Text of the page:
You may avoid probate on the transfer of some assets at your death through the use of beneficiary designations. Laws regarding what assets may be transferred without probate (non-probate transfer laws) vary from state to state. Some common examples include life insurance death benefits and bank accounts.
This is an agreement with three parties: the Trust-makers, the Trustees (or Trust Managers), and the Trust Beneficiaries. For example, spouses may name themselves all three parties to create their trust, manage all the assets transferred to the trust, and have full use and enjoyment of all the trust assets as beneficiaries. Further “back-up” managers can step in under the terms of the trust to manage the assets should the couple become incapacitated or die. Special provisions in the trust also control the management and distribution of assets to heirs in the event of the trustmaker’s death. With proper planning, the couple also can avoid or eliminate death taxes on their estate. The Revocable Living Trust may allow them to accomplish all this outside of any court proceeding.
Whether you are young or old, rich or poor, married or single, if you own titled assets such as a house and want your loved ones to avoid court interference at your death or incapacity, consider a revocable living trust. A trust allows you to bring all of your assets together under one plan.
A Will is the document a person signs to provide for the orderly disposition of assets after death. Wills do not avoid probate. Wills have no legal authority until the willmaker dies and the original will is delivered to the Probate Court. Still, everyone with minor children needs a will. It is the only way to appoint the new “parent” of an orphaned child. Special testamentary trust provisions in a will can provide for the management and distribution of assets for your heirs. Additionally, assets can be arranged and coordinated with provisions of the testamentary trusts to avoid death taxes.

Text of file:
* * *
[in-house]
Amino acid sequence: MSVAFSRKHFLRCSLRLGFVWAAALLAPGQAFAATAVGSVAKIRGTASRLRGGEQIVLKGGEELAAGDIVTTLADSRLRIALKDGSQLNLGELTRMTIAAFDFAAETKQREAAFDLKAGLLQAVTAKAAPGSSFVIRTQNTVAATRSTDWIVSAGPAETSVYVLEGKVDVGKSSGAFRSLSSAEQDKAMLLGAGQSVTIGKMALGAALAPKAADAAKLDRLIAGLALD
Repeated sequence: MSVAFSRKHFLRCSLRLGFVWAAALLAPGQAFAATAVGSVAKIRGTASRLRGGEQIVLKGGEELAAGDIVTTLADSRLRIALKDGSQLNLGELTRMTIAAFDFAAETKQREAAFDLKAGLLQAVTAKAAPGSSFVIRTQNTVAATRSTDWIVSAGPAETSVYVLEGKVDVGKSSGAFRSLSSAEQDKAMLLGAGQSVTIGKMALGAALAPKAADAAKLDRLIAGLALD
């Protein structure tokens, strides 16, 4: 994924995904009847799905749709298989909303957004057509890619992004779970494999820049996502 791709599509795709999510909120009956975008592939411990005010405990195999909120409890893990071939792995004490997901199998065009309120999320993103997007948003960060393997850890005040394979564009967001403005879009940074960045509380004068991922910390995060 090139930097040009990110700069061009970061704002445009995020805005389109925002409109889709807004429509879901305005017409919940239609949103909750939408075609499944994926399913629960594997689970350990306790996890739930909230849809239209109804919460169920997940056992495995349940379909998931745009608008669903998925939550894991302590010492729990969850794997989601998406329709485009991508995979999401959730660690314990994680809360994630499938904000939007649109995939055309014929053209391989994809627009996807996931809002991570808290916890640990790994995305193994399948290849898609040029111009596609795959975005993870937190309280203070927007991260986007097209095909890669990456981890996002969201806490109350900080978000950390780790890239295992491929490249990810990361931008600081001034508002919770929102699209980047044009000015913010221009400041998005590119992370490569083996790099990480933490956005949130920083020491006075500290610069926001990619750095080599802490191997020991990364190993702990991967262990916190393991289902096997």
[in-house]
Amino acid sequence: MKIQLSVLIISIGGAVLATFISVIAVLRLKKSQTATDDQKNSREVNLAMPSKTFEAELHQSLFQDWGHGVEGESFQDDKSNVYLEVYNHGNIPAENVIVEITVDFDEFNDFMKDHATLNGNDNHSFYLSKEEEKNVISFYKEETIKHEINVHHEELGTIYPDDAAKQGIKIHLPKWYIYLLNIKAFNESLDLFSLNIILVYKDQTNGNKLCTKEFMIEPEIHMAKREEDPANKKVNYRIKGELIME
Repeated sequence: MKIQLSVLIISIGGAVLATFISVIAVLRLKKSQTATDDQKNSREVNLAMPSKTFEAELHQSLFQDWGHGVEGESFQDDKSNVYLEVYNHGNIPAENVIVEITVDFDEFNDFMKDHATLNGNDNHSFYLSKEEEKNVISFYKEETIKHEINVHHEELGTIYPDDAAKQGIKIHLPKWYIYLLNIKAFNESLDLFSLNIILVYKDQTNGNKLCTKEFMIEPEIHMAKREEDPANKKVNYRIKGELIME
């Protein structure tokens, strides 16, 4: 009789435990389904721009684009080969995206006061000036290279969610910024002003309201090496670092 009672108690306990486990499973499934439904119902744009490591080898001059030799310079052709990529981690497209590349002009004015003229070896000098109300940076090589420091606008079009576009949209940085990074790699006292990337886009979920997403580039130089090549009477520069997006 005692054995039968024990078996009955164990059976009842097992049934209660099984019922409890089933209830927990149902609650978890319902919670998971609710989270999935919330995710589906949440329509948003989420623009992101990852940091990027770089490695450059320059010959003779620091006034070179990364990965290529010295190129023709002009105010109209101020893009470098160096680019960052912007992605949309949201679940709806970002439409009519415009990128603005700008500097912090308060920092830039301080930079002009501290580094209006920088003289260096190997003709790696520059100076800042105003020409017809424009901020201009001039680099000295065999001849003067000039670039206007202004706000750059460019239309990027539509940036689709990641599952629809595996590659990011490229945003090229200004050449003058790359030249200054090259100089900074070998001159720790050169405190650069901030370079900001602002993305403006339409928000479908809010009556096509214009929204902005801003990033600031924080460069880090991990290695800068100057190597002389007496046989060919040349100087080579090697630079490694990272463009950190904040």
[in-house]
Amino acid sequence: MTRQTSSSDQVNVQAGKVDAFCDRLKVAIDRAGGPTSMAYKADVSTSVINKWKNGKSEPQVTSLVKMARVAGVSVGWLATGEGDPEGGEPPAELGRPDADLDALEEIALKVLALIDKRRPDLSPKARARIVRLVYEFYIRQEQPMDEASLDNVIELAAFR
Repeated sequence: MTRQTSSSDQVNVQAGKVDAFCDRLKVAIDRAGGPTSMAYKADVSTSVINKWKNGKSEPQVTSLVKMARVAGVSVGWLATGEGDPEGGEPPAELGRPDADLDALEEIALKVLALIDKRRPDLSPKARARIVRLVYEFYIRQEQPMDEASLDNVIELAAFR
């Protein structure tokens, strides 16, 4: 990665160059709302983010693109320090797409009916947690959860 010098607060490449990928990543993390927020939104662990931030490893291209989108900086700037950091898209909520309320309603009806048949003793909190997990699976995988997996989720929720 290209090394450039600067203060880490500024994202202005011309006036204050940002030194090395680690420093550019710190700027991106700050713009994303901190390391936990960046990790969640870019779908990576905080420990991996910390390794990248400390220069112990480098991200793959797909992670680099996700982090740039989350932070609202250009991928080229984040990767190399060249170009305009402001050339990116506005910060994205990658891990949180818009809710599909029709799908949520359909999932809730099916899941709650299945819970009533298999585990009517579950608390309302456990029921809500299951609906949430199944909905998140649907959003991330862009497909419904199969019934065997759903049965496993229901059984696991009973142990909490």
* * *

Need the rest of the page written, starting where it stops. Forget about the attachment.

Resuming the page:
If you die without a Will (intestate), the Texas Legislature has determined who will inherit your assets and when they will inherit them. You may not agree with their plan, but roughly 70 percent of Americans currently use it.
It’s a good rule of thumb to review your documents at least every three years, but changes don’t need to be made unless family circumstances have changed. Many people think of changing their documents after a marriage, divorce, or death, but those are not the only reasons you may want to make a change. Perhaps your appointed agent under a Power of Attorney is going through a physical or mental health crisis or the person you appointed executor of your will has made some poor decisions lately. Documents should be updated to ensure your wishes are followed.
Probate is the court and process that looks after people who cannot make their own personal, health care and financial decisions. These people fall into three general categories: Minor Children (under age 18 in most states); Incapacitated Adults; and People who have died without legal arrangements to avoid probate. Probate proceedings can be expensive and time-consuming. Additionally, the court proceeding and associated documents are all a matter of public record. Many people choose to avoid probate in order to save money, spare their heirs a legal hassle, and keep their personal affairs private.